(Left) Immediately, the plaque was attracting interest from passers by. (Right) The three sponsors of the plaque, Lord Bristol, Fiona Mountain and myself, with Cllr Davis.
All was on track for an unveiling sometime in 2010, when an unexpected development took place. As you can read just above here, the novelist Fiona Mountain, busily working on a novel about Queen Henrietta Maria, started realising for herself that Henry Jermyn had been a strangely unacknowledged force in the queen’s life. Then, she learned about my book. Oddly, she knew of me already: several years before, she had written two novels about a genealogist, and had come to me to check a few details. As she wrote herself, she read my book I one sitting, threw out her existing manuscript, and started writing the love story of Jermyn and Henrietta Maria. The novel, Cavalier Queen, was due out in September 2011, so we willingly held off the unveiling accordingly, and so enthusiastic was Fiona about the plaque that she became its third co-sponsor.
Finally, everything was in place. Large though the reception room at Chatham House was, numbers were still very limited, and having invited the obligatory officials, press and so on, each of the three sponsors had only a very limited number of invitations available, so many agonising decisions were made on who to ask, and who to risk offending by not asking: if you were one of the people who was not asked, please do not be offended – we were faced with an almost impossible decision and just had to do our best.
On the day itself, we waited nervously until Chris Stanton arrived with the plaque itself, newly manufactured in Wales, and two workmen, and watched with baited breath and crossed fingers as it went up, without being dropped: initially, it was slightly askew, but then another hole was drilled, and in it went, perfectly. Later, the guests assembled, and at that 5.30, I had the pleasure of introducing Cllr Davis, who gave a speech of welcome, and Lord Bristol pulled the chord, to reveal the plaque, properly, inaugurating its long career of telling passers-by that everything they could see, from St James’s Square to Jermyn Street and St James’s Church, were the work and inspiration of Jermyn.
(Left) Myself, Lady Victoria Hervey, an ancestral niece of Henry Jermyn’s and Scott Crowley.
Later, at the reception, a collection was made in aid of St James’s Church (usually called “‘St James’s Piccadilly”, but more correctly, “St James’s, Jermyn Street”) (see Jermyn and St James’s Church). All three of the sponsors gave short speeches. Fiona Mountain talked about how Jermyn’s life had inspired her book. Lord Bristol, whose father was born in the Square, described his family’s long association with the Jermyns (“we liked them so much we married into them twice”).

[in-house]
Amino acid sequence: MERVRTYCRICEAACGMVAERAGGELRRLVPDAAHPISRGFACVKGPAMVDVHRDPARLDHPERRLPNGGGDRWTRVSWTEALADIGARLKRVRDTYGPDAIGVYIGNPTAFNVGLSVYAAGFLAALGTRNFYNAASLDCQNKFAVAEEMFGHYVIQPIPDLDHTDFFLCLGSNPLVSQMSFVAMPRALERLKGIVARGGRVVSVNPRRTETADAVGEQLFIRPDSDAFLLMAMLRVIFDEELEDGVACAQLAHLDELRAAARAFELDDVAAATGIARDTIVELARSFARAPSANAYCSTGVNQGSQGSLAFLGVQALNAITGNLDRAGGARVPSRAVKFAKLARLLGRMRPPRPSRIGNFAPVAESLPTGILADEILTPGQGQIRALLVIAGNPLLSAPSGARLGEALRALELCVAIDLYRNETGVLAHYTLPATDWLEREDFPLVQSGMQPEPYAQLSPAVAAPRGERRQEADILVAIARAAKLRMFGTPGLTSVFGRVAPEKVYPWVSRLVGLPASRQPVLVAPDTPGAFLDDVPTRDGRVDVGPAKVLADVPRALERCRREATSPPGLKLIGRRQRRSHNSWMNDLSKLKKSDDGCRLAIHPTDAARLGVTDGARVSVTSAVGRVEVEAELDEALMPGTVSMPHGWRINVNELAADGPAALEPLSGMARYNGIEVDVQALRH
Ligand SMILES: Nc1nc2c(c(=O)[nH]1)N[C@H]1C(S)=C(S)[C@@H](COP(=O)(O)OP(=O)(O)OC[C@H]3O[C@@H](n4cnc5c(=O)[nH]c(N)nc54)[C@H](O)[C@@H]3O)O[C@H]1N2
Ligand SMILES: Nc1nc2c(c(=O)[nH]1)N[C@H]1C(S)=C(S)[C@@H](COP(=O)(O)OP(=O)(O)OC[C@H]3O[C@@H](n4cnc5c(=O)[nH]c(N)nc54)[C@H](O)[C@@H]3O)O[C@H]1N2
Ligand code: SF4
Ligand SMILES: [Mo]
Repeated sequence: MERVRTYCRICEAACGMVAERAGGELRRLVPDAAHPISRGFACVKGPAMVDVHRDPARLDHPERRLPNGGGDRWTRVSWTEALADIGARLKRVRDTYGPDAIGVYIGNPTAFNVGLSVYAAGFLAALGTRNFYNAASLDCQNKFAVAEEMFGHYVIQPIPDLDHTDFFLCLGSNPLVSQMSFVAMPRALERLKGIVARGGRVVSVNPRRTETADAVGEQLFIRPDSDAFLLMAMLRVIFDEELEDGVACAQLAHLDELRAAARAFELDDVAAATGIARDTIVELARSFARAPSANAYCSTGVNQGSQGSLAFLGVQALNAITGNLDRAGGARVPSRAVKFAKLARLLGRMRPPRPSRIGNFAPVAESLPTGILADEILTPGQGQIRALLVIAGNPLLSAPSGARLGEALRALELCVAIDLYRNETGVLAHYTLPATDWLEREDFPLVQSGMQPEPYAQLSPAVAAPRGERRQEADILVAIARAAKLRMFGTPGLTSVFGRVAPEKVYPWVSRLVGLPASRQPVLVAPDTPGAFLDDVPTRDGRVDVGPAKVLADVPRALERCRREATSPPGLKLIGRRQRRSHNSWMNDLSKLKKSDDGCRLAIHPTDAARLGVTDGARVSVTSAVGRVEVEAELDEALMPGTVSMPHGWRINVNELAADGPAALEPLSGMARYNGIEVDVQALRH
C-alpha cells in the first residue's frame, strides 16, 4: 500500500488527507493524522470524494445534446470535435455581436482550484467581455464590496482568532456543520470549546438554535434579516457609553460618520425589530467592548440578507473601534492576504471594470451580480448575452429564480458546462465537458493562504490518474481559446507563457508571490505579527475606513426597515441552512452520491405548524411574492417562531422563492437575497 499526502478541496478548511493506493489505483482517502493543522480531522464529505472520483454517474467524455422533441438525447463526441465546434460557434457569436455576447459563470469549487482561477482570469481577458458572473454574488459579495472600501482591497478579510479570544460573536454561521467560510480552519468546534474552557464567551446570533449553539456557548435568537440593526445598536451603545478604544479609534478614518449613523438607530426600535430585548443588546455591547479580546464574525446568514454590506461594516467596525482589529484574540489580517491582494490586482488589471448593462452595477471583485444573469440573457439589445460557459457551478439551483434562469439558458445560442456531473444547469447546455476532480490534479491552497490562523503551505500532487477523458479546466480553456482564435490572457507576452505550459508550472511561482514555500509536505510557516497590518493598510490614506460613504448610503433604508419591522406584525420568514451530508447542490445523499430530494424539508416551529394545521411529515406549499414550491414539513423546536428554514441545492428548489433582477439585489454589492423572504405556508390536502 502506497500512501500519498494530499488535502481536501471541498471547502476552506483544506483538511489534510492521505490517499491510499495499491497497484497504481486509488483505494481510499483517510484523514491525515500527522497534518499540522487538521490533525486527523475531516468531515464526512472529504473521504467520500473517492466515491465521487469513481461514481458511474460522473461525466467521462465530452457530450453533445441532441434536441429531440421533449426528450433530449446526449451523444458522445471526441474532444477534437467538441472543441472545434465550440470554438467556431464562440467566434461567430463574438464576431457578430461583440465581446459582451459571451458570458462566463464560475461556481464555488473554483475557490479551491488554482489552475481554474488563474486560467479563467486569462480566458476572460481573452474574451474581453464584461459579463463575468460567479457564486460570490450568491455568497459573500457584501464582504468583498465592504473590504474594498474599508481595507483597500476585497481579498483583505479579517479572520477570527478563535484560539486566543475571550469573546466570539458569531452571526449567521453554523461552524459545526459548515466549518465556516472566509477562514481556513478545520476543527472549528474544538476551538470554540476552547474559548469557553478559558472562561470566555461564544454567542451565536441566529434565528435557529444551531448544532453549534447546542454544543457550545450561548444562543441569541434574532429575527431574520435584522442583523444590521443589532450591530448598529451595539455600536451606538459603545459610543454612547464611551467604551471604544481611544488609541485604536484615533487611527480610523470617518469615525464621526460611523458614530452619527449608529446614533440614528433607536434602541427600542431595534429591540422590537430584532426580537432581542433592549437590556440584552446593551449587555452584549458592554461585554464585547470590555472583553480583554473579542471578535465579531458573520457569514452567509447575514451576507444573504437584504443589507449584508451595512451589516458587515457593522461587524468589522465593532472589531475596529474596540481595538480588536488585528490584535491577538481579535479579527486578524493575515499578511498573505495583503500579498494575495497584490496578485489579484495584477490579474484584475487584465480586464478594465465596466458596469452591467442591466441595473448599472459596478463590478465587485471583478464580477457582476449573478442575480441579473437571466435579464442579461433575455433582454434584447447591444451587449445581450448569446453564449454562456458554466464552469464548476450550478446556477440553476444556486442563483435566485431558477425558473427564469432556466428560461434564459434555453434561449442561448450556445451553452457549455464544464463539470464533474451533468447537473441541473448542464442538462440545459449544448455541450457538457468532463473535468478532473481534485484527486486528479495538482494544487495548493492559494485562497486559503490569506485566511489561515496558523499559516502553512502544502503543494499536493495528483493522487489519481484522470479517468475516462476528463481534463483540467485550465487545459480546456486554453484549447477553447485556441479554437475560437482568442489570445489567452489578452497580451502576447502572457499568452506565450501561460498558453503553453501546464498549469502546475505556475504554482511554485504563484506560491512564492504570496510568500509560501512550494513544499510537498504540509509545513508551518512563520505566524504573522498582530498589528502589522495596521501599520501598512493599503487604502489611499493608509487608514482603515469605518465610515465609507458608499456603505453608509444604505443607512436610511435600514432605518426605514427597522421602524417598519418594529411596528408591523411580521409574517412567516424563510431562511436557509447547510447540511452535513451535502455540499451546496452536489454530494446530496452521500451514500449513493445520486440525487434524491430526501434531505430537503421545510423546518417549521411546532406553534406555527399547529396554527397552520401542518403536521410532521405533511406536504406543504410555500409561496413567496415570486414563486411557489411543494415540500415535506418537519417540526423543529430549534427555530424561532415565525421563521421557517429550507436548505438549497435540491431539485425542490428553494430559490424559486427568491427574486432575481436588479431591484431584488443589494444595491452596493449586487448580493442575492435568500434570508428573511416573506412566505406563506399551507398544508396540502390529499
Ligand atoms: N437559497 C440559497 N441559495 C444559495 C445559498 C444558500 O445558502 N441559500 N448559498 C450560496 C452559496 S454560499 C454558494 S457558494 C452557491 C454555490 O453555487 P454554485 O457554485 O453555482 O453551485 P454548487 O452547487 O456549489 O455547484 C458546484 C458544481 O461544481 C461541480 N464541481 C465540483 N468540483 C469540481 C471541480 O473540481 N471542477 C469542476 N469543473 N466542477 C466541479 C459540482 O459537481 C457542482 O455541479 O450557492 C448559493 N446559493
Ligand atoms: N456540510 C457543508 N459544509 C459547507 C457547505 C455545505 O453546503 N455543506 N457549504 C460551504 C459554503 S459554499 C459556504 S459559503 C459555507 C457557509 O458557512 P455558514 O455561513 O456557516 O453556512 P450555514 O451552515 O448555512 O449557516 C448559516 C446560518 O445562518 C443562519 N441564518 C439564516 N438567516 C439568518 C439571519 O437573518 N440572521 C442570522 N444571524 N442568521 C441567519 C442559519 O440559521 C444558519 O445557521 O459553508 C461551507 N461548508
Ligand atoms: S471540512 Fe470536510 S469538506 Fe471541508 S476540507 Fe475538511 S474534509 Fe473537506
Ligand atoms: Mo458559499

For my own speech, I took up the story with the ceremony that took place on 13 July 1685, a year and a half after Jermyn had died. The church had finally been completed, and years of battling with church and state bureaucracy had come to fruition by the area being made into its own parish. That day, the Bishop of London came to the front door of Jermyn’s house, and Jermyn’s lawyer and nephews handed over the deeds for the new church. They all processed out, round the corner, past where the plaque is now, and up to the church, to inaugurate the new rector (whose 24th successor, Rev. Lucy Winkett, was one of our guests), and to remember Jermyn.
My speech ended: That ceremony of July 1685, a year and a half after Jermyn died in his house on this site, marked the great achievements of a great man. I would like to thank you all very much indeed for coming today, and for all the varied support and interest you have all shown in this whole project. But above all, I would like to thank the man whose memory we are all here today to commemorate: Henry Jermyn, Earl of St Albans.
Already, the plaque has attracted some favourable attention:
www.london24.com nominated Jermyn “Londoner of the Day”.
www.bbc.co.uk/news http://westminster.londoninformer.co.uk: WEST END: A green plaque will be put up today in honour of Henry Jermyn, the original builder of the St James’s area of London who was known as the ‘founder’ of the West End. He died in a house at the corner of Duke of York Street and St James’s Square in 1684. Guests expected at the unveiling ceremony include Westminster Council’s deputy leader Councillor Robert Davis, BBC TV presenter and art historian Dan Cruickshank [who was invited but could not actually make it], authors Anthony Adolph and Fiona Mountain, and Lord Bristol, the council’s green plaque scheme commemorates historic sites around the borough.
“Jermyn Street Plaque” (news item), Family Tree Magazine, December 2011, p. 7.
“Illustrious ancestry”, “family history news” in Family History Monthly, December 2011, issue 203, p. 16.
The unveiling was also covered by a full page article in the December 2011 edition of East West, the magazine of the East India Club (which is in St James’s Square).